osity persisted. Toward the end of
his stay a natural resentment at the
aloofness of one who had for a week
enlisted his lively interest impelled
him to practice such retaliatory
measure as he could. The least sat­
isfactory feature of his attempt to
ignore her was that this made no
apparent difference whatever tq
Carmen. I f she were aware, there
was no evidence of it—for her, he
seemed not to exist.
Don Francisco, on the other hand,
grew increasingly attached to Bow­
ie. Everything about the Texan in­
terested the youth. Especially was
he fascinated by the plainsman’s
novel revolver. Indeed, the whole
male population of Rancho Guada­
lupe marveled at a pistol that would
shoot six bullets without recharging.
The matanza always brought down
an army of bears from the hills, and
Don Francisco, seeking excuse to
prolong the stay of the hunters,
promised them as many bear fights
as they had stomach for—black
bears, cinnamon bears and occasion­
ally the famed monarch of the Si­
erras, the grizzly, the highly re­
spected oso pardo, as Don Francisco
called him. This prospect of ad­
venture interested the two scouts.
They added their appeal to that of
Don Francisco, and Bowie — not
loath to linger near the flame of the
distant candle he had lighted for
Hardly had night fallen when the
vanguard of the bears arrived from
the hills. Tempted by the rejected
meat and offal of the matanza, the
bears would come down at nightfall
for a feast. This gave the hunters,
disposed for sport, their chance.
Shortly the matanza ground was
well filled with the hairy monsters,
gorging, growling, fighting among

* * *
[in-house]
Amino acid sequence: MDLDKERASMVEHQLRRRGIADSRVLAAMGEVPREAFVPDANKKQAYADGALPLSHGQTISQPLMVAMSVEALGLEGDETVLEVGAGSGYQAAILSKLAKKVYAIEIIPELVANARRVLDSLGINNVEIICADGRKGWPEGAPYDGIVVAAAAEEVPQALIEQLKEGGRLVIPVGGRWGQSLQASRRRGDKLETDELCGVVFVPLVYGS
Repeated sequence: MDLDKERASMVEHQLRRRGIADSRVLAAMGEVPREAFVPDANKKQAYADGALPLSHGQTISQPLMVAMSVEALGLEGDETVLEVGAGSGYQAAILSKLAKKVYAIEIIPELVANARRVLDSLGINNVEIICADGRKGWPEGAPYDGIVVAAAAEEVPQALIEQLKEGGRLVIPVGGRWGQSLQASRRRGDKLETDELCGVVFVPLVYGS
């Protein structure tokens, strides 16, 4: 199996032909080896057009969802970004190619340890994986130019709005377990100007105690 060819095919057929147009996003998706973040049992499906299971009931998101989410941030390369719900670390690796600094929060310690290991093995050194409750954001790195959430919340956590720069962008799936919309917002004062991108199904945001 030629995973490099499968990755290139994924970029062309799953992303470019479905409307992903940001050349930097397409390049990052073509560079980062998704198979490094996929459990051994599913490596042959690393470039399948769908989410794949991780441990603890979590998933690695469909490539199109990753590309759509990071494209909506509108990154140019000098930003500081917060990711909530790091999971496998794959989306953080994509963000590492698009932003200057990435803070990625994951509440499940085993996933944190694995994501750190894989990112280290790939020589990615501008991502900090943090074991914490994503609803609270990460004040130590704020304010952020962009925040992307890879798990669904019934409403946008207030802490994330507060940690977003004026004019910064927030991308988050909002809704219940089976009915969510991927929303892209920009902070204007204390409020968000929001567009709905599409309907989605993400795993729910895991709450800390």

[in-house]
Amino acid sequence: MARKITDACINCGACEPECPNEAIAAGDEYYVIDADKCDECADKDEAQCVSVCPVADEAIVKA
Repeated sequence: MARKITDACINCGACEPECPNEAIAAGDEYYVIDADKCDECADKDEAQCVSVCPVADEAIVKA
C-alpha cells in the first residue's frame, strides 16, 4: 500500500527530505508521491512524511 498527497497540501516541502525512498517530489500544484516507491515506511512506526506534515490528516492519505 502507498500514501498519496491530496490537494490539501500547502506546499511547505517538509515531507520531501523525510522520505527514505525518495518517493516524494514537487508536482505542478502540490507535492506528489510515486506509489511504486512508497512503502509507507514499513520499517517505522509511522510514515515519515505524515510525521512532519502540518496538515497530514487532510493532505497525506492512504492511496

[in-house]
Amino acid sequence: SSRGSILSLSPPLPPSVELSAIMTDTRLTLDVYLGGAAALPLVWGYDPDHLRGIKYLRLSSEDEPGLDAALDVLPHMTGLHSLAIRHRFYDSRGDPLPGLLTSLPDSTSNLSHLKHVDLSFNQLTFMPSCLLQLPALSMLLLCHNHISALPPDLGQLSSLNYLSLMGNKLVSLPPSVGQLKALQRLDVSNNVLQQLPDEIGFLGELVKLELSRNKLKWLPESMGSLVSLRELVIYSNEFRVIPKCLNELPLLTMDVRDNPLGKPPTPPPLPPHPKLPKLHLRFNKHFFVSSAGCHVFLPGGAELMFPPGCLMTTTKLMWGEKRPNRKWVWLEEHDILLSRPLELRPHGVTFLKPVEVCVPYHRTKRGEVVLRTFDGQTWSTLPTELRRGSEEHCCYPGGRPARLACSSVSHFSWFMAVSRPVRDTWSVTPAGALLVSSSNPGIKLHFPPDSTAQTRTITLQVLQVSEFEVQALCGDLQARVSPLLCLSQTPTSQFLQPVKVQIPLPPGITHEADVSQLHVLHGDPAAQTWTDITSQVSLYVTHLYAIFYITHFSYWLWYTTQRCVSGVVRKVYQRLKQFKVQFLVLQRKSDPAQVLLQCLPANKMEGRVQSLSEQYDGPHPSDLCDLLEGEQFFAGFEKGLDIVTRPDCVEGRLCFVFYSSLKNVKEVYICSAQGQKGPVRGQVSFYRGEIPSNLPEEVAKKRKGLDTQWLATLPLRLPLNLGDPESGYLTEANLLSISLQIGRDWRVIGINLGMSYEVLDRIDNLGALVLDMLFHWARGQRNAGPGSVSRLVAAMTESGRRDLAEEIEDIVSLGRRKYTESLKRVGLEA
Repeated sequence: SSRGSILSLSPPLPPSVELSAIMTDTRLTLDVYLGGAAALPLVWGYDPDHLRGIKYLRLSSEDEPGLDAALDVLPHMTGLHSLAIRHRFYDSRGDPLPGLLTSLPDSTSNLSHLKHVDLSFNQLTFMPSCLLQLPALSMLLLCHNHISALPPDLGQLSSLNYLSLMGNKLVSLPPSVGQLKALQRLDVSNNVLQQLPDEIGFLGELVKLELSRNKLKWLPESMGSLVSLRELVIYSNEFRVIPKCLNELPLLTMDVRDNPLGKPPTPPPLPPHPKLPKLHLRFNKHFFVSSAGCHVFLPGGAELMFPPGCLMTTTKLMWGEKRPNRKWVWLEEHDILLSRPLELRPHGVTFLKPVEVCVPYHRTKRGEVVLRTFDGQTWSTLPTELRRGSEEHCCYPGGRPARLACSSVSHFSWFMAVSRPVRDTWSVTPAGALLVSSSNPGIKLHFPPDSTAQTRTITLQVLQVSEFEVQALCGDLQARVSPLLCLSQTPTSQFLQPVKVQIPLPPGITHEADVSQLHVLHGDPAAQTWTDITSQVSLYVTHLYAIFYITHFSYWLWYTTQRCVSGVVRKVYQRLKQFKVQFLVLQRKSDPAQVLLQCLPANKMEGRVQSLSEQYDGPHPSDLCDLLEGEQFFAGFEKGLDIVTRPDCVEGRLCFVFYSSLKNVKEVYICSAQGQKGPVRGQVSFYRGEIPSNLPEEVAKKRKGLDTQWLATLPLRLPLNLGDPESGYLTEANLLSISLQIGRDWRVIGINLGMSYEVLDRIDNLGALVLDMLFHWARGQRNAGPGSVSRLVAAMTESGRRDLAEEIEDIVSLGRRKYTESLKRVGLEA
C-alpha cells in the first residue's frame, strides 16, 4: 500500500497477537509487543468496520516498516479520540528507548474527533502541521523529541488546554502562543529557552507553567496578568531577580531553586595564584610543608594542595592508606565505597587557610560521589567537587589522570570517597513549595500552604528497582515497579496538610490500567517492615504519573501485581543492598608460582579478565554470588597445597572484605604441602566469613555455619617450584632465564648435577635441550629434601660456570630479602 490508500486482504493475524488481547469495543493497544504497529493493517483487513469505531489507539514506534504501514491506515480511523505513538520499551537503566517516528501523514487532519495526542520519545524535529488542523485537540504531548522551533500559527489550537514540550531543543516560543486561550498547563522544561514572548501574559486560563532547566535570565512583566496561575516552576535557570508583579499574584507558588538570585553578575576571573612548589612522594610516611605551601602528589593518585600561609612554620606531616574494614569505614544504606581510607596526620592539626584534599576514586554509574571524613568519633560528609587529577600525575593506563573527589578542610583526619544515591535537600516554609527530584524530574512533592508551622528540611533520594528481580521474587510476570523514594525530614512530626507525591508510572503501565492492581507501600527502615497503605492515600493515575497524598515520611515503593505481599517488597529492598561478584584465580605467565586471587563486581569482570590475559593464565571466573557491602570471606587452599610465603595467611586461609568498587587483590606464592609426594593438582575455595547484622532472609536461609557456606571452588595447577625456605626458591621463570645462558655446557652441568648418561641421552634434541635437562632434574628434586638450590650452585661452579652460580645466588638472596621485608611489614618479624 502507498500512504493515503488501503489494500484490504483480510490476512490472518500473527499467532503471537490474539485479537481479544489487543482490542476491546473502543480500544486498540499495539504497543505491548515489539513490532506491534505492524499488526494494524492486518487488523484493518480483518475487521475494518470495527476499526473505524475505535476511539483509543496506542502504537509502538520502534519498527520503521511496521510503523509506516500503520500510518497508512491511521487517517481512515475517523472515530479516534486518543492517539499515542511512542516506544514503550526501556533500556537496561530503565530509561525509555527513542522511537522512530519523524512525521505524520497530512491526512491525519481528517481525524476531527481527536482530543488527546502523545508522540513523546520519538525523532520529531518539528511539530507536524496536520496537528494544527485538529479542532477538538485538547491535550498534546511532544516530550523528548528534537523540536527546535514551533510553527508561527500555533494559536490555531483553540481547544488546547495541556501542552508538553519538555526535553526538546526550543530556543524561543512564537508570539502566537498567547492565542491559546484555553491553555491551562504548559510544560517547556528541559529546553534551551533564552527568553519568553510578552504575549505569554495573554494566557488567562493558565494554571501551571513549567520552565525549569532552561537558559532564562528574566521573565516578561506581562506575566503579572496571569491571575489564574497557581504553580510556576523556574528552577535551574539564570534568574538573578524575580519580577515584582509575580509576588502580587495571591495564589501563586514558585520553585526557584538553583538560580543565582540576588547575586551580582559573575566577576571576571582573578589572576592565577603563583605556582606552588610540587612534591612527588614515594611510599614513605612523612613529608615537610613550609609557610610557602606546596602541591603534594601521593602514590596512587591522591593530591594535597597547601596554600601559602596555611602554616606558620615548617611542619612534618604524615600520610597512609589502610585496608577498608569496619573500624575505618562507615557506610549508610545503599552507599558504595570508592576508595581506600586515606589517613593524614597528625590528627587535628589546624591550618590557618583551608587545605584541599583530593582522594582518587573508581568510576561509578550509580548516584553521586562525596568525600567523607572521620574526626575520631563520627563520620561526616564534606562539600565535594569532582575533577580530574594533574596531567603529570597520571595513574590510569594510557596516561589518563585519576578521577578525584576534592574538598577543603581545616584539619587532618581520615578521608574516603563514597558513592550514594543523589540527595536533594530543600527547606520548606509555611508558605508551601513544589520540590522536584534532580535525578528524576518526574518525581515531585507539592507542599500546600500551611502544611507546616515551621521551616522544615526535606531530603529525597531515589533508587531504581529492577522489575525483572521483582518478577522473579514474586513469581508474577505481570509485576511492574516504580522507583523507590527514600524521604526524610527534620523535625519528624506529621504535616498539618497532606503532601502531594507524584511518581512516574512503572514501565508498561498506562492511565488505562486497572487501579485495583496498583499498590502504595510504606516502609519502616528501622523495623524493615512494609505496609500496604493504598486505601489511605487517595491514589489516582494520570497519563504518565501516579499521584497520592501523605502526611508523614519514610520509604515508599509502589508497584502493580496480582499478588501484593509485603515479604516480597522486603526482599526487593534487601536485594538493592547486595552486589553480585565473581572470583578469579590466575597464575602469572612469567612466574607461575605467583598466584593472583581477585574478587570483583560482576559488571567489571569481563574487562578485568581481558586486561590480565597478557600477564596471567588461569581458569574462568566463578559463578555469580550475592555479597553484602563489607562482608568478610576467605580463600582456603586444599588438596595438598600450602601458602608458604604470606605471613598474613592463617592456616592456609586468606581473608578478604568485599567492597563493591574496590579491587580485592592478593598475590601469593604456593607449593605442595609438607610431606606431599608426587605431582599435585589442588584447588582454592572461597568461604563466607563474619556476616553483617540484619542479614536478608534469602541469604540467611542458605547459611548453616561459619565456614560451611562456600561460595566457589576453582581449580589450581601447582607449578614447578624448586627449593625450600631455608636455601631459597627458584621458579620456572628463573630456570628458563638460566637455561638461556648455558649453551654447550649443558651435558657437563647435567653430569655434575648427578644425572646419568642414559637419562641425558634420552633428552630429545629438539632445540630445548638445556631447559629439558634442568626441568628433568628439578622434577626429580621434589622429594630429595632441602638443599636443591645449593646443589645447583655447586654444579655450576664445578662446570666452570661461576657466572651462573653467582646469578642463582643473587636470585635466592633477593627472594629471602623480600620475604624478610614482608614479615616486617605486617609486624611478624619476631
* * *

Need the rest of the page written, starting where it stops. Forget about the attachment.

themselves and snapping ferociously
at those bolder coyotes who dared
trespass on the preserves of their
banqueting “ betters.”
The Texans watched. Don Ramon,
circling a chosen bear, lassoed him
by the neck; Don Francisco, watch­
ing his chance, executed the more
difficult feat of roping the bear’«
hind legs; and the two horsemen,
riding then in opposite directions,
forced the bear to fight his utmost
Grip the screw top of a Jar with
to save himself. In the end he was
killed. The vaqueros made nightly
sport with the big fellows. The Tex­
ans. seeing bear after bear brought
to the knife, were not greatly im ­
In the mornuig Dun Ramon invit­
ed Bowie for a canter over the
rancho. He particularly wanted to
see how the ruin had left the foot­
bridge leading across the river to
the grain fields which stretched in
rolling acres toward the bay. Re­
turning, he suggested a short cut
through the hills. The two men
were riding briskly abreast when,
crossing a canyon, they stumbled
suddenly, almost on top of a bear
ambling along on her way with two
cubs to the matanza ground.
“ M ira! Cuidadol Oso pardo,”
cried Don Ramon.
The warning was well ordered.
The bear, enraged, reared with the
swiftness of a jack-in-the-box on her
huge feet and sprang, as luck would
have it, at Don Ramon. She struck
him with a raking blow of her claw.
It caught his trouser leg. The stout
cloth, unhappily for the rider, held
and the unlucky Don found himself
torn from the saddle. In catapult­
ing headfirst to the ground his foot
caught in the stirrup, and his fren­
zied horse dashed down the canyon,
cragging the rider a dozen yards
before the Don could release him­
self. As he kicked clear with a
mighty effort his head struck a rock,
and he sprawled on tbe canyon floor,
half conscious. The bear dashed
awkward but swiftly after the flee­
ing horse and the helpless rider.
Bowie, close at hand, had barely
seconds to head his panicky mount
toward the angry beast and uncoil
his lasso. Yelling to the Don to
flee,,Bowie flung his rope at the lop­
ing grizzly. It settled over her head
and Bowie, spurring sw iftly back
despite the weight and size of the
grizzly, jerked the monster around
and threw her off her feet.
Only for an instant. Rolling over,
the bear, doubly infuriated, seized
the lasso in her claw and began reel­
ing Bowie and his horse hand over
Items of Interest
to the Housewife
If you have'been painting wood­